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Stretch Goals Matter

Stretch Goals Matter

My son, Harold, is 7 months old (You can glimpse him at the end of a movie here). He’s mastered sitting up, and now he’s trying to figure out moving around on the ground. I’ve realized something pertinent to careers this morning based on this experience, and thought I’d share it.

(You didn’t think this was suddenly Parent Hacks, did you?)

Stretch Goals Matter

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Harold was trying to reach a toy just a hair out of his reach. I almost leaned over and handed it to him, but then I realized the moment: he had a shot at achieving something. It’d take some work, and he’d really have to be uncomfortable and unfulfilled until he got the job done, but the end product would be achievement. Accomplishment.

What good would handing the block to him be? He’d be satisfied, but not fulfilled. It’s the difference between a lunch of potato chips versus a lunch with a salad and sandwich and water. Both fill the belly, but one adds value.

But Don’t Stretch Too Far

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Now, had I come over and pulled the block 12 feet away, Harold would recognize right away that he wouldn’t be able to get the block. At least not at his current level. Instead, he’d be frustrated, sad, and probably start looking around for something new to do.

Sound like employees? Sound like you?

Set Stretch Goals

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If you read Lifehack, you already know that YOU set the goals, not the employer. Right? If you’re letting your boss set your goals, you’ve got something that needs correcting. Your annual goal list must be beneficial to both parties, and supervisors use goals to correct actions, train you for new roles, etc, but ultimately, this is YOUR process. Agreed? Good.

Do I have to tell you about SMART goals? You know that too, right? Simple, Measurable, Attainable, Realistic, and Timebound.

Let’s do the process in order:

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  1. Bring out your personal mission statement, or write down on a 3×5 card what matters most to you, in all the roles of your life.
  2. Set a HUGE goal for each of those roles that matter to you. (For instance, if you’ve said your fitness matters, and you’ve just started working out two or so times a week, the HUGE goal could be “Sign up for a Marathon 10 months from today.”)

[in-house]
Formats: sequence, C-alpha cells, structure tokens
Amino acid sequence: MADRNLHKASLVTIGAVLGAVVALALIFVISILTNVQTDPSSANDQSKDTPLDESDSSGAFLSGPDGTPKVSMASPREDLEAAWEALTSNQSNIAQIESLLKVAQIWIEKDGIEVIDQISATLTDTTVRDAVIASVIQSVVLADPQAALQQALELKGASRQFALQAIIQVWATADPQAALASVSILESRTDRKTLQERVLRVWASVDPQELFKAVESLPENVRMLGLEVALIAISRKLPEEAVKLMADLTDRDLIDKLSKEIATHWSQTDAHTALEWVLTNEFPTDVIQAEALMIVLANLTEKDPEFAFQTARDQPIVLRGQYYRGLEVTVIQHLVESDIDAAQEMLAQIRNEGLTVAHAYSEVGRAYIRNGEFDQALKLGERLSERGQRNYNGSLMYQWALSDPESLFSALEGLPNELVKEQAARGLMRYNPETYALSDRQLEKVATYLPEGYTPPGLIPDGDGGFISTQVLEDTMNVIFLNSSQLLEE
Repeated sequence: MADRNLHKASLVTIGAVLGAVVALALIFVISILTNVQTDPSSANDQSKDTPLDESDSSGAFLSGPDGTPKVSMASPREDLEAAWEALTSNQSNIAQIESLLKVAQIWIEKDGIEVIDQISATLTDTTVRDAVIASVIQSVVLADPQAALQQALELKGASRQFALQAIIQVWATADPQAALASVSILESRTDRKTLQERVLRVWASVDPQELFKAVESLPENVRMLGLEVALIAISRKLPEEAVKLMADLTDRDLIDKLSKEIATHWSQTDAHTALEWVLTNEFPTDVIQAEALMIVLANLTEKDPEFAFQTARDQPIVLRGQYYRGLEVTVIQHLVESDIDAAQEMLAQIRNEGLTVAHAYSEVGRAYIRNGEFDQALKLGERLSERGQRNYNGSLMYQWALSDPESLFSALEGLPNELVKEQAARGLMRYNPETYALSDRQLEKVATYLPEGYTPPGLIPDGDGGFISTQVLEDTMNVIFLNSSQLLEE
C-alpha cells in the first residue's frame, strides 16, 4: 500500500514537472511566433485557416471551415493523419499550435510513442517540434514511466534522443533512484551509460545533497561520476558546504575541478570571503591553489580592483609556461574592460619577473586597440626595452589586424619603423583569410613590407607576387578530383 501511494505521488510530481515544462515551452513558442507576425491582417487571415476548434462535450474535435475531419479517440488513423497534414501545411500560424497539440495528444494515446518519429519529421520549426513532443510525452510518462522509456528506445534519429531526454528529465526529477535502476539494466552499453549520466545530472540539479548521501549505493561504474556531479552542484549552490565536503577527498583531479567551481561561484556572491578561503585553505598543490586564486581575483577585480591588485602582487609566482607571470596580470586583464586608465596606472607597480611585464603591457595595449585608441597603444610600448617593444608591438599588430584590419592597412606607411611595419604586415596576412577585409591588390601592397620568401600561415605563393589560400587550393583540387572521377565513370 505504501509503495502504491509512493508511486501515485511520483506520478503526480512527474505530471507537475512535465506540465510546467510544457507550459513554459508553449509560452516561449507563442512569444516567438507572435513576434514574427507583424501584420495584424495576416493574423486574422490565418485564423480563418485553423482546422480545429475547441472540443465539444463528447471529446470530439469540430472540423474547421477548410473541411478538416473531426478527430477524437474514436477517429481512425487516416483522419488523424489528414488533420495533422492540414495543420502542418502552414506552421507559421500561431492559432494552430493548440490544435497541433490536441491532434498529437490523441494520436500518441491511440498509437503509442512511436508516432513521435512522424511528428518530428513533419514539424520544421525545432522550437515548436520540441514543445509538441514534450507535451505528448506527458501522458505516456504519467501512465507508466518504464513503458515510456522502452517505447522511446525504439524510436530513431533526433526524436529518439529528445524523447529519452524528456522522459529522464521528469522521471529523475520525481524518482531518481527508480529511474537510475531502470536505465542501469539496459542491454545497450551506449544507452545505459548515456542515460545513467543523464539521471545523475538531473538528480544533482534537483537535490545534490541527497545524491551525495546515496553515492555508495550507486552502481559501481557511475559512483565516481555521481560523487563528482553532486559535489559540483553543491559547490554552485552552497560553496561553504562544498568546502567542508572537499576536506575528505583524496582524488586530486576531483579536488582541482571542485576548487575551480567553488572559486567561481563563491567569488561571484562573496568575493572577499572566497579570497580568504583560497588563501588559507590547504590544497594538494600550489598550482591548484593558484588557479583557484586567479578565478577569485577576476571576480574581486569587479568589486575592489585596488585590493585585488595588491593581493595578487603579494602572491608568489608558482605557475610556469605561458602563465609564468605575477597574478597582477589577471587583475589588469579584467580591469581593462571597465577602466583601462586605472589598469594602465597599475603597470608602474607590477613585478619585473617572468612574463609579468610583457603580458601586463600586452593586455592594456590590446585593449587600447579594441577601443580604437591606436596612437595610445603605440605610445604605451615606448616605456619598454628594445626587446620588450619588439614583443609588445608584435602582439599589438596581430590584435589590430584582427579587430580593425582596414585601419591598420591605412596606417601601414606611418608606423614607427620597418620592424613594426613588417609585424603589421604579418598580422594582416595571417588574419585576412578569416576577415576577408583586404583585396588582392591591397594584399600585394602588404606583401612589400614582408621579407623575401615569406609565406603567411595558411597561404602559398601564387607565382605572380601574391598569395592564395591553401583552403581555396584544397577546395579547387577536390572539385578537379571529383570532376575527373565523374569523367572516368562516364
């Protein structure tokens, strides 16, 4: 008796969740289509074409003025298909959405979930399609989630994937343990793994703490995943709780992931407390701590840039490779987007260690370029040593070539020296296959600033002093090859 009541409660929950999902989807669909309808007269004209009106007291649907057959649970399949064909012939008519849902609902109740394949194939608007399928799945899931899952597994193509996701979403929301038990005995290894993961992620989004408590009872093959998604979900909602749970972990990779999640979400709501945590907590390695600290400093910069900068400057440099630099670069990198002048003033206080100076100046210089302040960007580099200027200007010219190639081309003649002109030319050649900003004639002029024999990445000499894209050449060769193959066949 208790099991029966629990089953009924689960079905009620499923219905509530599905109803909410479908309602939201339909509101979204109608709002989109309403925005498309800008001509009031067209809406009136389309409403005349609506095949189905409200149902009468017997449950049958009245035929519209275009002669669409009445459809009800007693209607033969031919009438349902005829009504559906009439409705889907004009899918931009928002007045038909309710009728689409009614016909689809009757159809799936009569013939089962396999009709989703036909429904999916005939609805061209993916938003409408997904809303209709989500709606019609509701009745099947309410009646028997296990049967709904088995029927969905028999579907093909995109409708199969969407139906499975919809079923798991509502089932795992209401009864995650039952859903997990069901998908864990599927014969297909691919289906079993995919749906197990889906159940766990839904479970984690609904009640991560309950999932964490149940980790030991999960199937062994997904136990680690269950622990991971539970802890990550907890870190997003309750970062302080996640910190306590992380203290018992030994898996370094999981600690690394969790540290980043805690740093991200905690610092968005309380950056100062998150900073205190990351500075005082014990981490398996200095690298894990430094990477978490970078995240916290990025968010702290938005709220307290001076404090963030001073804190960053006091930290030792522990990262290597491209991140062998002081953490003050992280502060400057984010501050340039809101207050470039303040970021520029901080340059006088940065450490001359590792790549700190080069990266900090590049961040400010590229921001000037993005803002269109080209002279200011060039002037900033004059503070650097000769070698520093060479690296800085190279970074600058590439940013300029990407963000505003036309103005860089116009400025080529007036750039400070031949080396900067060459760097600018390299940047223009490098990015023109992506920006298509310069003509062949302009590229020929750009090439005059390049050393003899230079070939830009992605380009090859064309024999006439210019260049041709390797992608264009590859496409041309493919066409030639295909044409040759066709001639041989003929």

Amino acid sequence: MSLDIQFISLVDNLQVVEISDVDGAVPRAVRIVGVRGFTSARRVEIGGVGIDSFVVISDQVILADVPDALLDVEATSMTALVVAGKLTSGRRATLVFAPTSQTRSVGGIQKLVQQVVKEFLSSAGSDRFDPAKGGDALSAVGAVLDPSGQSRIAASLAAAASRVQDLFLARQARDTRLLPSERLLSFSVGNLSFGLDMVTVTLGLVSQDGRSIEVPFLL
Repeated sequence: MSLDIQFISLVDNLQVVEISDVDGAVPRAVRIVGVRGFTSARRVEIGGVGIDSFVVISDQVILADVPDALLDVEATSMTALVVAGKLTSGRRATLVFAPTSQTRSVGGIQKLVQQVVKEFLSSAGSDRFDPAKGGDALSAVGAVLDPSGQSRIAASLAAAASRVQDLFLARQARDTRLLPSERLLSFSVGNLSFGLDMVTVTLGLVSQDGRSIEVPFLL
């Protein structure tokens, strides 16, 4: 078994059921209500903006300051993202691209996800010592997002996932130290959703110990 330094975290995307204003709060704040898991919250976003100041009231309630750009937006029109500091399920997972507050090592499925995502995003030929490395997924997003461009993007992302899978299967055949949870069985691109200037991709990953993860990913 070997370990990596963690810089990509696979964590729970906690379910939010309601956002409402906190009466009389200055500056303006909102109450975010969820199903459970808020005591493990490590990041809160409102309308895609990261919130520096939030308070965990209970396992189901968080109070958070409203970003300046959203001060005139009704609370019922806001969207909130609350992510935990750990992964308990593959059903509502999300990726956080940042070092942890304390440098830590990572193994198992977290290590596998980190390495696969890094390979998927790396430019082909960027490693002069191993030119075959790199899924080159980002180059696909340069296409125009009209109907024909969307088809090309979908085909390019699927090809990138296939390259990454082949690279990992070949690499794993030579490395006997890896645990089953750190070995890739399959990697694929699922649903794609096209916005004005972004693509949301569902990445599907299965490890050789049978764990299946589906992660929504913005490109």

3. Set stretch goals to get there. In the example listed, the first might be to schedule a run/walk program, and start it.
  4. Set dates for each small segment, each stretch goal. Dates matter.
  5. COMMUNICATE the dates with someone that will help you be accountable.
  6. Boil the goals list down into something that fits into your context/execution system (like Getting Things Done).
  7. Execute against the plan.
  8. Schedule goal reviews every month. Correct your course accordingly.
  9. CELEBRATE goal milestones reached.

This is something you can use if you’re self-employed, unemployed, over-employed. It fits inside all the frameworks of our lives. My point about not letting your company run you is vital to the process, and important to realizing who’s in control of your self-improvement. Oh. Right. “SELF” improvement. “PERSONAL” development.

Harold got the block, and he was really happy with it. And, just like you and your career, Harold celebrated the victory, and then went on to his next goal, a stuffed cat named Cowboy Kitty.

Want to share? Submit a few of your HUGE goals and the stretch goals you’ll use to get there to the comments of this post. Or send trackbacks to the post and I’ll come visit your site.

–Chris Brogan has the HUGE goal of taking Grasshopper New Media to full startup mode by 2007. He writes about the business at [chrisbrogan.com]

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Last Updated on January 21, 2020

5 Steps To Move Out Of Stagnancy In Life

5 Steps To Move Out Of Stagnancy In Life

In the journey of growth, there are times when we grow and excel. We are endlessly driven and hyped up, motivated to get our goals.

Then there are times when we stagnate. We feel uninspired and unmotivated. We keep procrastinating on our plans. More often than not, we get out of a rut only to get back into another one.

How do you know if you are stagnating? Here are some tell-tale signs:

  • If you have been experiencing chronic procrastination on your goals
  • If you don’t ever feel like doing anything
  • If you keep turning to sleep, eating, games, mindless activities and entertainment for comfort
  • If you know you should be doing something, but yet you keep avoiding it
  • If you have not achieved anything new or significant now relative to 1 month, 2 months or 3 months ago
  • If you have a deep sense of feeling that you are living under your potential

When we face stagnation in life, it’s a sign of deeper issues. Stagnancy in life, just like procrastination, is a symptom of a problem. It’s easy to beat ourselves over it, but this approach is not going to help.

Here, I will share 5 steps to help you move out of this stagnation. They won’t magically transform your life in 1 night (such changes are never permanent because the foundations are not built), but they will help you get the momentum going and help you get back on track.